How to leverage prescription discount drug cards to your benefit
The non-insurance option is reducing prescription costs for consumers
Many employees in Colorado and across the U.S. are now making health insurance decisions for the year ahead. Simultaneously, conversations in Washington surrounding prescription drug prices continue to grow louder with no immediate solution in sight.
Americans currently spend about $1 billion a day on prescription drugs, and this number is expected to continue to rise. Such increases will only contribute to rising private health insurance premiums and a continued burden on family budgets.
As employers communicate their benefit program’s options to all eligible employees, it is important that employers and employees alike are aware of additional options — separate from health insurance — that could help enhance health while saving money.
Enter prescription discount drug cards.
Prescription Discount Drug Cards
Designed to help lower the cost of the most prescribed medications, discount drug cards operate like coupons for prescription medications. Because these cards are separate from health insurance (although you can use them even if you have health insurance and choose the lowest price), they are free — one must simply download the card to use the service immediately.
These services make money by charging the participating in-network pharmacies a small fee for each transaction. Though they all work in a similar fashion, no one card offers the best price for every drug. Savings vary depending on the card and pharmacy, but most users report significant savings just by utilizing the card.
Researching Discount Drug Cards
It can be hard to know which of these discount drug services is really looking out for you. Here are four recommendations to find the right service for you and your employees.
Look for a .pharmacy designation by the National Association of Boards of Pharmacy (NABP)
The NABP .pharmacy designation verifies legitimate discount prescription programs. The .pharmacy domain cannot be faked or forged, and it allows consumers to know the site offering the discount has been verified as safe.
It's also important to note that receiving this designation is not simple. The challenging, laborious process requires drug card companies to pay to validate that the information on their website is correct. In addition to significant time and effort, the designation requires annual renewal, so ongoing maintenance is necessary.
Out of nearly 12,000 websites reviewed by NABP, almost 95% operate out of compliance with NABP patient safety and pharmacy practice standards or applicable laws. Look for the .pharmacy domain or logo on the site to be sure you’re using a legitimate service.
Know what’s happening with your personal data
Is the discount card company collecting your data? Unfortunately, some of these services require you to give up personal information, claiming it will better keep track of customer payments and benefits. But entirely too often, the organizations collecting this customer data may sell it.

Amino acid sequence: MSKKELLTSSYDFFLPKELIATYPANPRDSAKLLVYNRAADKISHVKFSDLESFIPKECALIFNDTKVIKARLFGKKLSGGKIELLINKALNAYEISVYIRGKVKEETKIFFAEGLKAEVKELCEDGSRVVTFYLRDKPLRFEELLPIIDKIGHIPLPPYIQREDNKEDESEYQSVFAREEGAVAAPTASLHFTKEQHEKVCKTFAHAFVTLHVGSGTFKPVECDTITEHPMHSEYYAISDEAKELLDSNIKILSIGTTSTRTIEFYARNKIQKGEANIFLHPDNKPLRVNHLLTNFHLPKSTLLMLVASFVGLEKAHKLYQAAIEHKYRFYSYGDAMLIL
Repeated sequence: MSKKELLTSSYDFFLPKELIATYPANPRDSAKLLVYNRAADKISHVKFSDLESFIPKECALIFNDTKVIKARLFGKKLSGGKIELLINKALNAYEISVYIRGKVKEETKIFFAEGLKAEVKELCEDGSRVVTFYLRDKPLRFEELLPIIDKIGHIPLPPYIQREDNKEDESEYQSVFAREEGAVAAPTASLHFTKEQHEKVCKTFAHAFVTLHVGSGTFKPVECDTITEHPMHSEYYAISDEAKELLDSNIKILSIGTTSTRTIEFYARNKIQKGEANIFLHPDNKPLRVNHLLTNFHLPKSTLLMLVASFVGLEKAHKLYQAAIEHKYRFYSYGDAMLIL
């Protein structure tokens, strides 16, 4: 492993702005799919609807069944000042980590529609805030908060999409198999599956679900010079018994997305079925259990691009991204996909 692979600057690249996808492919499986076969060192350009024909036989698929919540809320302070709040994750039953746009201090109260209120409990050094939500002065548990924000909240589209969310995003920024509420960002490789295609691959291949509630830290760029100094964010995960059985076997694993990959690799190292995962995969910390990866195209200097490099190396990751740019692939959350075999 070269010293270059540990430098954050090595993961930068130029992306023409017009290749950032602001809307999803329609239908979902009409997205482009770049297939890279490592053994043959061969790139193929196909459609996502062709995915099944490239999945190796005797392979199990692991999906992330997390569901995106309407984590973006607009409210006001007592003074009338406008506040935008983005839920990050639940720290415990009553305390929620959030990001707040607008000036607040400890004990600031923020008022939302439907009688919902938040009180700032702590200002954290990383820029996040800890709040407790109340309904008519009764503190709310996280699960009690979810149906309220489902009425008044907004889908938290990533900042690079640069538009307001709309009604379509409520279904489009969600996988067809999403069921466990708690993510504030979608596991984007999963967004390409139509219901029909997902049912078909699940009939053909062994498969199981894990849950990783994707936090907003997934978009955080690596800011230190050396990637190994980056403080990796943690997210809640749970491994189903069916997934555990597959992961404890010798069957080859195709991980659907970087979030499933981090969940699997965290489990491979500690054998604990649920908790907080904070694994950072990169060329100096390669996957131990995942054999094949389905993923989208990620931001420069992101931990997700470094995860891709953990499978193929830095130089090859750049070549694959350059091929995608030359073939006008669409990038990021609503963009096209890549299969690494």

While it’s always a good practice to protect your personal data online, there are discount drug card services you can use without having to give up your personal information. Check the organization’s privacy statement to know what’s happening with your personal data before signing up.
Watch for discount prices that may not be the lowest price
While card services negotiate discounts, some prescription discount cards fail to compare their discount to the pharmacy price, which may be lower. As such, their cards may still have a higher price.
To get the lowest price, do your homework. First, look up the discount for your prescription on the card's website or app. Then, research “lower-of pricing” when assessing the myriad options. This structure ensures the card will only charge consumers the lowest prices, whether through the card or the pharmacy. If a discount drug card does not note lower-of pricing on their site, they may not always offer prescriptions at the lowest price available.
Beware of potentially deceptive advertising or marketing
Some discount cards may be employing deceptive advertising or marketing tactics to stand out from the competition. Take claims that boast 90% off prescription drug prices as an example. While some prescriptions may be discounted up to 90%, it’s unlikely you’ll receive 90% off every medication. Additionally, some companies take advantage of consumers, trying to appear associated with the government or with a charity organization when they are not.
Rather than searching your drug’s name and price on Google, consider services that find and compare prescription prices through a free and easy-to-use app and website. The discount drug card market requires some research, but these convenient “coupons” save money and encourage people to take charge of their own health care.
Marianne G. Morgan is the CEO of Easy Drug Card, a Colorado-based company that has been helping consumers discover the best discounts on prescription medications since 2006.